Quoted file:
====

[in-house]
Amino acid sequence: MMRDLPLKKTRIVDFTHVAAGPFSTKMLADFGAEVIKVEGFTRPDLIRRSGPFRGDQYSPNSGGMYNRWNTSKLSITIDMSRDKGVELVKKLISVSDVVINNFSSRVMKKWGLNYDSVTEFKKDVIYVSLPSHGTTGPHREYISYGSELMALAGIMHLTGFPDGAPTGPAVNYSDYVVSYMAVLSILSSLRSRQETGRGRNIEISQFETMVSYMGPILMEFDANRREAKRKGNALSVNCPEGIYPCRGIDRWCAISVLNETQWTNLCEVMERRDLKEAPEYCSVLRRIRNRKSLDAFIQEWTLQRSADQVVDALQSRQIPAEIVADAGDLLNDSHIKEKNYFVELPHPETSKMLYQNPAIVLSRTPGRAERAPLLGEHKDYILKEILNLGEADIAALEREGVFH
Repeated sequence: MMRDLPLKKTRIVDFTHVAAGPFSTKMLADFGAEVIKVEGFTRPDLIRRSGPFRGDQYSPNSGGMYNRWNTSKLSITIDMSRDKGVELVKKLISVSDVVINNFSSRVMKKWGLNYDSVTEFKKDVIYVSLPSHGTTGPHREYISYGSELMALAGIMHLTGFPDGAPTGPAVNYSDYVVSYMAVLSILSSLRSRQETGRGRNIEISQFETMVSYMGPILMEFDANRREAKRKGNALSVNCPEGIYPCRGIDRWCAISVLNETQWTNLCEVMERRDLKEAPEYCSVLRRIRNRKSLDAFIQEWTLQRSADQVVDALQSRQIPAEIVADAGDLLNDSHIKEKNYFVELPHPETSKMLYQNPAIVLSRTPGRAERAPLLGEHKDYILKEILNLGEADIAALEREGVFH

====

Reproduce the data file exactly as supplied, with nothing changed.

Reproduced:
[in-house]
Amino acid sequence: MMRDLPLKKTRIVDFTHVAAGPFSTKMLADFGAEVIKVEGFTRPDLIRRSGPFRGDQYSPNSGGMYNRWNTSKLSITIDMSRDKGVELVKKLISVSDVVINNFSSRVMKKWGLNYDSVTEFKKDVIYVSLPSHGTTGPHREYISYGSELMALAGIMHLTGFPDGAPTGPAVNYSDYVVSYMAVLSILSSLRSRQETGRGRNIEISQFETMVSYMGPILMEFDANRREAKRKGNALSVNCPEGIYPCRGIDRWCAISVLNETQWTNLCEVMERRDLKEAPEYCSVLRRIRNRKSLDAFIQEWTLQRSADQVVDALQSRQIPAEIVADAGDLLNDSHIKEKNYFVELPHPETSKMLYQNPAIVLSRTPGRAERAPLLGEHKDYILKEILNLGEADIAALEREGVFH
Repeated sequence: MMRDLPLKKTRIVDFTHVAAGPFSTKMLADFGAEVIKVEGFTRPDLIRRSGPFRGDQYSPNSGGMYNRWNTSKLSITIDMSRDKGVELVKKLISVSDVVINNFSSRVMKKWGLNYDSVTEFKKDVIYVSLPSHGTTGPHREYISYGSELMALAGIMHLTGFPDGAPTGPAVNYSDYVVSYMAVLSILSSLRSRQETGRGRNIEISQFETMVSYMGPILMEFDANRREAKRKGNALSVNCPEGIYPCRGIDRWCAISVLNETQWTNLCEVMERRDLKEAPEYCSVLRRIRNRKSLDAFIQEWTLQRSADQVVDALQSRQIPAEIVADAGDLLNDSHIKEKNYFVELPHPETSKMLYQNPAIVLSRTPGRAERAPLLGEHKDYILKEILNLGEADIAALEREGVFH